Nothing drives home the ethos of Burning Man and the freedom of the open road with sun shining on your face like returning to the “normal” world and the day job the day that nature decides summer is over and it’s going to dump snow on you. I literally went from hot days with the windows open to sweeping 2 inches of snow from Betty in 24 hours. They say the warm weather is coming back, so we’ll see.
Burning Man was an amazing adventure again. Each year becomes a different experience and it’s own unique journey. This was a year of firsts for me. The first year I actually arrived and got to set up my tent etc in actual daylight. Arriving at about 5pm on Sunday. Also a first was the severe (albeit fairly short) thunder and lightning storm we got early Monday morning. We got a fairly hefty dumping of rain that turned the dusty playa into a slick layer of mud, thus shutting down all movement for the following few hours as even the exercise of walking across it results in layers of mud sticking to the bottom of one’s shoes to the point that you feel like a member of a dusty low rent version of KISS. Driving comes to a halt, people were stuck waiting it out, some for close to a day. Another first was staying in a camp that actually had a shower. This was an amazing improvement over my previous two years and allowed me to feel a little less like a dusty farm animal a few times during the week. There’s plenty of ways to clean one’s self while camping on the playa but there’s something divine about the ability to rinse the dust off, however briefly it can be sometimes. In addition, the Man himself was not on a platform or pedestal this year. My first year seeing him stand on the ground. That said, he was massive. Apparently also very well made as he took a long time to fall making some burners impatient. For me, the time he took to fall represented tenacity and resilience. Two qualities I like to think I have within myself. I enjoyed waiting it out with him, almost like some sort of challenge in which I accepted. This year was also the first year in which I left something in Temple. An old shirt of my dad’s that I’ve been hanging on to for 19 years was wrapped in a ribbon and a note and let go. Nothing heavy or all that sad, just a message I needed to send, a chapter I needed to close. After placing it in a spot of temple that took forever for me to decide on, I still had a hard time walking away from it. Sitting on a bench in the courtyard watching the spot I had left it in for a good hour or so.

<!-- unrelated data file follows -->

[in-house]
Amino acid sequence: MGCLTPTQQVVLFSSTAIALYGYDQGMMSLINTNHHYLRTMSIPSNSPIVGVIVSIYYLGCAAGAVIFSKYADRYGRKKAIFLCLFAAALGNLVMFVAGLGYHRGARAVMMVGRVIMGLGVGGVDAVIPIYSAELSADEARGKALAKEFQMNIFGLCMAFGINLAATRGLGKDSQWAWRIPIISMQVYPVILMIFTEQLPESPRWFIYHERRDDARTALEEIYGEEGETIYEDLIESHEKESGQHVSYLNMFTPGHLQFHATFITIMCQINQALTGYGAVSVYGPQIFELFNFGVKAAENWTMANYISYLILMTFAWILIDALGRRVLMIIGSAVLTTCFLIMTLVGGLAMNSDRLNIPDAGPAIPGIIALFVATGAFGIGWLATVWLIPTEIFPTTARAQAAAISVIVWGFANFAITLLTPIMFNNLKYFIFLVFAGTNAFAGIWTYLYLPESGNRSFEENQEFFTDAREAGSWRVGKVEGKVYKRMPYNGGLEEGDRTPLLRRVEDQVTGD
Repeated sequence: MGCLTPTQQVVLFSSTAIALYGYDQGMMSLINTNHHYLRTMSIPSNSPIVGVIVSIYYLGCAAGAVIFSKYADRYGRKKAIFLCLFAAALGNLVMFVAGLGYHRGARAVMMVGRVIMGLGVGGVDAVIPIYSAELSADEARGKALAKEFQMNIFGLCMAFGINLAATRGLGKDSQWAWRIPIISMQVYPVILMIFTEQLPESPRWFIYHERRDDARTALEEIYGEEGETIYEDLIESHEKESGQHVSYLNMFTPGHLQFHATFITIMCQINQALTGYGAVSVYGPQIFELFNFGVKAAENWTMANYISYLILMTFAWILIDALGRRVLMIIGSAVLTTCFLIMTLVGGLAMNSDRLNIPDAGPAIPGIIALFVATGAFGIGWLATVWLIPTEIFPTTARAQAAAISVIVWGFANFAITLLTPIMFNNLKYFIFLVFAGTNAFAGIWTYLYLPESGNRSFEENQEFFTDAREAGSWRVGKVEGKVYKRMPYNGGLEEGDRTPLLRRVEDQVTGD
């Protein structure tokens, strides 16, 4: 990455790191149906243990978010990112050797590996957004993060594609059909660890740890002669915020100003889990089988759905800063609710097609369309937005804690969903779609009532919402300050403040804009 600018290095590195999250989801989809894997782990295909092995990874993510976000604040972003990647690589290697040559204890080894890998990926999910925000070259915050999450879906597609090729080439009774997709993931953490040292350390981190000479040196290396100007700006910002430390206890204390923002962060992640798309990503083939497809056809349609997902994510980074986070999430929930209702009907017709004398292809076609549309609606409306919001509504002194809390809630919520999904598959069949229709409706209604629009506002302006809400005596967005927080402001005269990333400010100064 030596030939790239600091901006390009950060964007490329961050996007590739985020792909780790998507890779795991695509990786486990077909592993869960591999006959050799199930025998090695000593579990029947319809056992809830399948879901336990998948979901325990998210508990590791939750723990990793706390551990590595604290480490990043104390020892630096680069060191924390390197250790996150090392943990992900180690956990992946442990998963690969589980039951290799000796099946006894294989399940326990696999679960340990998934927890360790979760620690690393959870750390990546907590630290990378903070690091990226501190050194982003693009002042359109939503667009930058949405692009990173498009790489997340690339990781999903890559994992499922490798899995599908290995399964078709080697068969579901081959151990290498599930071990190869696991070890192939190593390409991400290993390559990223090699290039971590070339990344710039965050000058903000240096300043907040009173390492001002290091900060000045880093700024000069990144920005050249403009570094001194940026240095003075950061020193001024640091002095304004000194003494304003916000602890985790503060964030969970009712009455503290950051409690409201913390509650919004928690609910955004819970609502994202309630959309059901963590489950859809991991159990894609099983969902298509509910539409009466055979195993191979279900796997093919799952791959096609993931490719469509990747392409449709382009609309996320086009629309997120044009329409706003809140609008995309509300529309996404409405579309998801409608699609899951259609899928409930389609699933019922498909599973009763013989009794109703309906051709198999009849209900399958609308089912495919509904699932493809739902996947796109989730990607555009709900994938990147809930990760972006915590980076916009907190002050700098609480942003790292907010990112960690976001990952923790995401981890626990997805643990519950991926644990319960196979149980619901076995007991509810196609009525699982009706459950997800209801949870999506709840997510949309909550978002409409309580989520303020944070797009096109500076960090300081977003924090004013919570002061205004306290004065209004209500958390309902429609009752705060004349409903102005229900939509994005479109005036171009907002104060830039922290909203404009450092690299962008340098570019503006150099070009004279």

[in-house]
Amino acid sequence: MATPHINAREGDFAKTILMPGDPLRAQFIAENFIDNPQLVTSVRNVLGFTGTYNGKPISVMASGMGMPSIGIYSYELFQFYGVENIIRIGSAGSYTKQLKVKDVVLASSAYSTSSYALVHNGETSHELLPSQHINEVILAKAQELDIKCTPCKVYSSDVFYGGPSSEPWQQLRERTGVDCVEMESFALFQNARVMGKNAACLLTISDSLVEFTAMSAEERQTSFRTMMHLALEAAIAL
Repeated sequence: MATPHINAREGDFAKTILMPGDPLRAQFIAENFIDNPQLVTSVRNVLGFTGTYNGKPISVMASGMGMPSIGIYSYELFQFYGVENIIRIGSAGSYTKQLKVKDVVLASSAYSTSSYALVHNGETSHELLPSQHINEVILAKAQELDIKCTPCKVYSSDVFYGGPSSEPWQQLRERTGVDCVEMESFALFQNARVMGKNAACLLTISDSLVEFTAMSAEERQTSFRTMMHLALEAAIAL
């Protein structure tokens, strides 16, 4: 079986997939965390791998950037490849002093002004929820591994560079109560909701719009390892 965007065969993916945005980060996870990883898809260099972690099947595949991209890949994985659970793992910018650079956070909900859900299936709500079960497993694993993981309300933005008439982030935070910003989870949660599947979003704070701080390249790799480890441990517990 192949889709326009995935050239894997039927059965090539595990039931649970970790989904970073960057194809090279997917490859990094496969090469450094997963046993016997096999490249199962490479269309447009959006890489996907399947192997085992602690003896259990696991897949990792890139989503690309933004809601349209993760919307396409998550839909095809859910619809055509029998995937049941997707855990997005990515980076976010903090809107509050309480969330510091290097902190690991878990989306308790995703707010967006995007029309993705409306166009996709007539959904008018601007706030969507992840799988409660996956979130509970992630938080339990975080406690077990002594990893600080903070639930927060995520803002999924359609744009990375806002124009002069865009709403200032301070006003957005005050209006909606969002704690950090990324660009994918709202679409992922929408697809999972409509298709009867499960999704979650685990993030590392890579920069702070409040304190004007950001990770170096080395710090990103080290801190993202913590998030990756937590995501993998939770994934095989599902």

My camp this year was fun and all my mates and new friends are awesome. Many new additions to my burner family, all of whom make me feel blessed. This is also the first year (my bad) that I set up and took portraits with the cart within my own camp. It was a blast and I’m so happy to have captured some fun images of some of the people I spent the week with. The art was amazing as usual and of course the energy was undeniable, bigger than ever before, Black Rock City never ceases to blow my mind.
After Burning Man I made my way across the state line into California for another bit of closure. Making it into, exploring, and out of the ghost town of Bodie without incident. As some of you know, I tried getting to Bodie in 2012 but my plans abruptly changed when I hit a large deer, disabling my vehicle. That event really put a downer on my first Burning Man experience but also showed me how incredible my friends and family are because without them I would have been stuck at the time. Continuing on this year I visited Mono Lake, Lake Tahoe, the ghost town of Garnet Montana and many small stops in between for photographs.
So with this year’s burn in the past and regardless of what it does outside I’ve settled 100% in to road trip prep mode again. My holidays are over and the next 11-12 months are going to go by fast and if I don’t keep up I won’t be ready to get outta here next year. I still have so many things to do. I’ve also been entertaining the idea of a small travel trailer to tow behind me this time around. As much as I am good with sleeping in the back of the truck, having something small to sleep, cook and edit photos in every night is a very appealing idea. With the added photo work that Fotos Forward will hopefully bring to the next trip, I feel it’s a wise investment. Definitely won’t be looking at the newest greatest in trailers but a used inexpensive option that I can tweak into a little mobile workstation may be the way to go. If anyone comes across a sweet deal on a lightweight fiberglass trailer shorter than 17 feet let me know.
Until next time, Thanks for following. Watch for many photos soon!